“The Green River Gorge is a savage and hostile place, we strongly recommend you not participate in this event in any manner.”
Despite such dire warnings from the organizers of the Green Race, over 100 participants hurled themselves through the class V Green River Narrows at this year’s competition. Billed as the “Greatest Show in all of Sports,” the 22nd Annual Green Race “Up the Ante” near Saluda, North Carolina, took place this Saturday, Nov. 4 to much cheering, jeering and beer-drinking from over a thousand spectators along the gorge.
2017 Green Race Winners
Eric Deguil and Pat Keller both bested the previous course record with times of 04:05:5 and 04:06:2, respectively, taking first and second place in the men’s Long K1 category for the second year in a row. Dane Jackson placed third at 04:15:7. Deguil also placed first in the men’s Short K1 with a time of 04:30:6. Adriene Levknecht placed first in the women’s Long K1 category for her eighth Green Race win, posting a time of 04:39:8, beating second-place finisher Katie Dean (05:17.9) by 38.1 seconds.
Green Race Water Levels and Flow
The aging Duke Energy dam was broken only a week before race day, leaving water levels at a low 7 inches of natural flow on the gauge. By race day, the dam was working again and the flow had been tweaked with three separate releases to reach a perfect 10.5 inches. Less than two weeks before the race, the river was in high flood at insane levels of 5-6 feet, charging over the river banks in huge chocolate milk-coloured waves in the places where spectators usually gather. Dramatic fluctuations in water levels keep the Green Race challenging for racers, organizers and spectators alike, year after year.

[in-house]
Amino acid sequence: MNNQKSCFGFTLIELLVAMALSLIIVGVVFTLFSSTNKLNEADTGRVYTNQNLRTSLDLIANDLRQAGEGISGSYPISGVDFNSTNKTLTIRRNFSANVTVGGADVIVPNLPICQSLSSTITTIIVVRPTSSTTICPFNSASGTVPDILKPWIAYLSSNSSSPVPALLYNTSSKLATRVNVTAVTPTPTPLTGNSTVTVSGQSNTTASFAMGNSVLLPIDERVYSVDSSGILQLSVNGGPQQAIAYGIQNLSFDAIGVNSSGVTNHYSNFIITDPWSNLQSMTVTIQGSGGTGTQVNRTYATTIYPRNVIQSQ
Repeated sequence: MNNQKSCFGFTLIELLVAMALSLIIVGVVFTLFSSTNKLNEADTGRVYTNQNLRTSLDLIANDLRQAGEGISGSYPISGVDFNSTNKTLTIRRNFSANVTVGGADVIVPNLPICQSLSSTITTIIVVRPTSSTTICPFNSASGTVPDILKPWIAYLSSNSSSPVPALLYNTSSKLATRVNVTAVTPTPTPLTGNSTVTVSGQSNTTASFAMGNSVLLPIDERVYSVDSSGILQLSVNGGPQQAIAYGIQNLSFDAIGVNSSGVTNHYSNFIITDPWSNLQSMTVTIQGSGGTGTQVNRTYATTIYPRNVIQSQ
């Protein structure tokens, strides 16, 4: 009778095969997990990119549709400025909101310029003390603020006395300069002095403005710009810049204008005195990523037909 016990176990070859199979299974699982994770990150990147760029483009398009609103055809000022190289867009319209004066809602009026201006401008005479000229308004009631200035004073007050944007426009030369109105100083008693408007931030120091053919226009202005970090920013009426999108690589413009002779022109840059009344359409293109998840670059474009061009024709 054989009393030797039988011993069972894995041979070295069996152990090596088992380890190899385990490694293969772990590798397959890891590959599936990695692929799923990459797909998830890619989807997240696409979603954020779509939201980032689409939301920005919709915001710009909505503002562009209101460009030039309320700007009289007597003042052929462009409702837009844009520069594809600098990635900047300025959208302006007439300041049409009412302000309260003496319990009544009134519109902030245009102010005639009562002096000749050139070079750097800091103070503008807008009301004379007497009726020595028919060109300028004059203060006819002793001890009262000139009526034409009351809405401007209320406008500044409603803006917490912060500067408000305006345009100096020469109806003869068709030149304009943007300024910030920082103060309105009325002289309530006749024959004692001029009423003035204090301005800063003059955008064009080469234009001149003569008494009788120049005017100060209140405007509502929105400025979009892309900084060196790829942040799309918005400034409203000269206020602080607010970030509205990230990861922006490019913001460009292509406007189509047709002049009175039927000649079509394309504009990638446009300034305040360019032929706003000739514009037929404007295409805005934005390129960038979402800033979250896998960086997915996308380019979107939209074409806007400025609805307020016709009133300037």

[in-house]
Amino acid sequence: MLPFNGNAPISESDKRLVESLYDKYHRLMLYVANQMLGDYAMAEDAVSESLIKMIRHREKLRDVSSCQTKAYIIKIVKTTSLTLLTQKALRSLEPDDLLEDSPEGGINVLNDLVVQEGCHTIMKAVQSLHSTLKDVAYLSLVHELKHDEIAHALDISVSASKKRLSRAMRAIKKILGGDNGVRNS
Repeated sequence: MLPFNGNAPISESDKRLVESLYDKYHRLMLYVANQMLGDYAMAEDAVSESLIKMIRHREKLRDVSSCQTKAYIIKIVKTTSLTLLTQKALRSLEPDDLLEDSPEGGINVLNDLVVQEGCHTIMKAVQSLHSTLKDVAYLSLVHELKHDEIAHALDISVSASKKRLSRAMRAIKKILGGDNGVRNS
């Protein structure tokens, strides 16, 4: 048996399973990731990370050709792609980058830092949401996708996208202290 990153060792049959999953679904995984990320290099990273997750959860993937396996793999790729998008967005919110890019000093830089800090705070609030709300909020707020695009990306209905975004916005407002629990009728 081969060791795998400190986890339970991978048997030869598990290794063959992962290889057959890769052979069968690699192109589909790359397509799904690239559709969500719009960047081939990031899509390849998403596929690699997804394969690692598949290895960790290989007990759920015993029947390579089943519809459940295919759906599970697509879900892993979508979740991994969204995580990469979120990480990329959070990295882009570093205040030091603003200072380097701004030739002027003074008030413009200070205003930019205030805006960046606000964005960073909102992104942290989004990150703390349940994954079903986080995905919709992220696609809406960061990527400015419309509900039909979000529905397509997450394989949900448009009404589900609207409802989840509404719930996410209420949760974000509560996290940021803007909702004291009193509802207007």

The race course features rapids and drops with names like, “Go Left and Die,” “Scream Machine,” and “Gorilla,” a 30-foot waterfall that has the reputation of eating paddlers alive. Watching the race isn’t easy, either, as spectators must hike 1.2 miles of the Pulliam Creek trail to reach a steep, slippery path down to the river in order to see the action.
The Green Race, Then and Now
In the 22 years since the inaugural Green River Race, the competition has grown from a small event with only 16 participants to one of the most important and exciting events in whitewater racing. The race manages to stay true to its humble roots: the only prize awarded is a piece of stained glass art donated by local paddler Todd Graff. The Green Race has inspired boat designs specifically created to get through the course faster, most notably Dagger’s Green Boat and Liquid Logic’s Stinger. Sponsorship from Oskar Blues Brewery adds to the rowdy atmosphere, as spectators play drinking games during the race and attend two massive parties before and after the big day. This year, high-profile paddlers raised an extra $4,000 USD to benefit American Whitewater and MountainTrue’s Green Riverkeeper program by matching donations and memberships on race day.
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Full race results available here: greenrace.us/?p=644